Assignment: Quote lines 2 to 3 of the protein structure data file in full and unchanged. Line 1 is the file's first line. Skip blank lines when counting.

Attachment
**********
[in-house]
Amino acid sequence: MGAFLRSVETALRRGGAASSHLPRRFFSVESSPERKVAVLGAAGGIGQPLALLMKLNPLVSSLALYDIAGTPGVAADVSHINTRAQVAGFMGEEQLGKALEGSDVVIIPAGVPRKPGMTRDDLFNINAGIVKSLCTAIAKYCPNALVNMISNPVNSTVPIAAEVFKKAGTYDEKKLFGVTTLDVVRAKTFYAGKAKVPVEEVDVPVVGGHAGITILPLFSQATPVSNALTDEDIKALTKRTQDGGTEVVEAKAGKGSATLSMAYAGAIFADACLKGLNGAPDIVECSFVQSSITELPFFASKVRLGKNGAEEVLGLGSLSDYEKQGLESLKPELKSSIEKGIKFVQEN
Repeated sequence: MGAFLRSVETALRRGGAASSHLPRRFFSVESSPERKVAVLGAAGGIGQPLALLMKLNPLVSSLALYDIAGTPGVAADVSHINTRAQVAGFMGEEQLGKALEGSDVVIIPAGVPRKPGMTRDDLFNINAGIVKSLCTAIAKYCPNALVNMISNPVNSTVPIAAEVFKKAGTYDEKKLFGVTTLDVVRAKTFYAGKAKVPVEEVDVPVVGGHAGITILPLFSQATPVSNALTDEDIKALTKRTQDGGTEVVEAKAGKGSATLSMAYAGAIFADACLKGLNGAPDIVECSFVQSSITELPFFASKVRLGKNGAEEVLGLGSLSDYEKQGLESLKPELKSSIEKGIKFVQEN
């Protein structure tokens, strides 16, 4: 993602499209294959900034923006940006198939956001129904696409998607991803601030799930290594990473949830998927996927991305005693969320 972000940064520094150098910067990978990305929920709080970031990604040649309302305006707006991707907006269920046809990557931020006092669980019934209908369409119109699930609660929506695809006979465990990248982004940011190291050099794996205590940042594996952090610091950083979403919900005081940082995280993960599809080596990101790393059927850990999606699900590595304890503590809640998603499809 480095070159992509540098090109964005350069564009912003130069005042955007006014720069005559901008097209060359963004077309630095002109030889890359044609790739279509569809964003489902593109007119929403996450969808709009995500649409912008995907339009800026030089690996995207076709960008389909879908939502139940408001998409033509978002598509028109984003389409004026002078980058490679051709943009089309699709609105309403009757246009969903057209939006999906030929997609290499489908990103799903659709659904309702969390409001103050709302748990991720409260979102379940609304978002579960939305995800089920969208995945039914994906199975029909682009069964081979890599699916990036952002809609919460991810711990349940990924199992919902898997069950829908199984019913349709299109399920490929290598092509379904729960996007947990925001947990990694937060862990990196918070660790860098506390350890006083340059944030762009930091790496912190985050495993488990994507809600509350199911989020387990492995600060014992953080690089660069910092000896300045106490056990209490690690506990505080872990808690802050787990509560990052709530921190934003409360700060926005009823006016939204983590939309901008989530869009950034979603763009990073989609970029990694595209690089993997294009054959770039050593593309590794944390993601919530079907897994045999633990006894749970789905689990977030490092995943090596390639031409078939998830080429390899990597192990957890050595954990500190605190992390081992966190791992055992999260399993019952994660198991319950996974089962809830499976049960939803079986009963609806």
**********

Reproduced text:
Amino acid sequence: MGAFLRSVETALRRGGAASSHLPRRFFSVESSPERKVAVLGAAGGIGQPLALLMKLNPLVSSLALYDIAGTPGVAADVSHINTRAQVAGFMGEEQLGKALEGSDVVIIPAGVPRKPGMTRDDLFNINAGIVKSLCTAIAKYCPNALVNMISNPVNSTVPIAAEVFKKAGTYDEKKLFGVTTLDVVRAKTFYAGKAKVPVEEVDVPVVGGHAGITILPLFSQATPVSNALTDEDIKALTKRTQDGGTEVVEAKAGKGSATLSMAYAGAIFADACLKGLNGAPDIVECSFVQSSITELPFFASKVRLGKNGAEEVLGLGSLSDYEKQGLESLKPELKSSIEKGIKFVQEN
Repeated sequence: MGAFLRSVETALRRGGAASSHLPRRFFSVESSPERKVAVLGAAGGIGQPLALLMKLNPLVSSLALYDIAGTPGVAADVSHINTRAQVAGFMGEEQLGKALEGSDVVIIPAGVPRKPGMTRDDLFNINAGIVKSLCTAIAKYCPNALVNMISNPVNSTVPIAAEVFKKAGTYDEKKLFGVTTLDVVRAKTFYAGKAKVPVEEVDVPVVGGHAGITILPLFSQATPVSNALTDEDIKALTKRTQDGGTEVVEAKAGKGSATLSMAYAGAIFADACLKGLNGAPDIVECSFVQSSITELPFFASKVRLGKNGAEEVLGLGSLSDYEKQGLESLKPELKSSIEKGIKFVQEN